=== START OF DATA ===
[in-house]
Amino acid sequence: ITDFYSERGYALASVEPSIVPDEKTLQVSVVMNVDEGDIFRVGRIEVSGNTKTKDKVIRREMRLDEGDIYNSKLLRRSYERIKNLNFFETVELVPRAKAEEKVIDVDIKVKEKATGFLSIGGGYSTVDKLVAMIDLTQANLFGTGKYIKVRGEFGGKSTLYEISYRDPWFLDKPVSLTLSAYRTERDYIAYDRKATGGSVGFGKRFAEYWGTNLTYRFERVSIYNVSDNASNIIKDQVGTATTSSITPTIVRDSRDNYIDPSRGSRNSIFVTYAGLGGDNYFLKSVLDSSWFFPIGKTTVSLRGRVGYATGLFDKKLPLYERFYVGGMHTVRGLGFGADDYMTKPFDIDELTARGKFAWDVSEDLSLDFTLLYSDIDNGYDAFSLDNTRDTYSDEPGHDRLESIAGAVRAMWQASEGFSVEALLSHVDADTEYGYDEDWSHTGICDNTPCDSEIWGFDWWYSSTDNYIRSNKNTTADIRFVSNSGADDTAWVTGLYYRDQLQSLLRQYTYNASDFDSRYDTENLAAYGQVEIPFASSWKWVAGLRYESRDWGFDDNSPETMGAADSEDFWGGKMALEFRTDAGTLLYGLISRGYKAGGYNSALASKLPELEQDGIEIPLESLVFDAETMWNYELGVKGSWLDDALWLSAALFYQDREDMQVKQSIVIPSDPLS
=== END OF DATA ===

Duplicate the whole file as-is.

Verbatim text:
[in-house]
Amino acid sequence: ITDFYSERGYALASVEPSIVPDEKTLQVSVVMNVDEGDIFRVGRIEVSGNTKTKDKVIRREMRLDEGDIYNSKLLRRSYERIKNLNFFETVELVPRAKAEEKVIDVDIKVKEKATGFLSIGGGYSTVDKLVAMIDLTQANLFGTGKYIKVRGEFGGKSTLYEISYRDPWFLDKPVSLTLSAYRTERDYIAYDRKATGGSVGFGKRFAEYWGTNLTYRFERVSIYNVSDNASNIIKDQVGTATTSSITPTIVRDSRDNYIDPSRGSRNSIFVTYAGLGGDNYFLKSVLDSSWFFPIGKTTVSLRGRVGYATGLFDKKLPLYERFYVGGMHTVRGLGFGADDYMTKPFDIDELTARGKFAWDVSEDLSLDFTLLYSDIDNGYDAFSLDNTRDTYSDEPGHDRLESIAGAVRAMWQASEGFSVEALLSHVDADTEYGYDEDWSHTGICDNTPCDSEIWGFDWWYSSTDNYIRSNKNTTADIRFVSNSGADDTAWVTGLYYRDQLQSLLRQYTYNASDFDSRYDTENLAAYGQVEIPFASSWKWVAGLRYESRDWGFDDNSPETMGAADSEDFWGGKMALEFRTDAGTLLYGLISRGYKAGGYNSALASKLPELEQDGIEIPLESLVFDAETMWNYELGVKGSWLDDALWLSAALFYQDREDMQVKQSIVIPSDPLS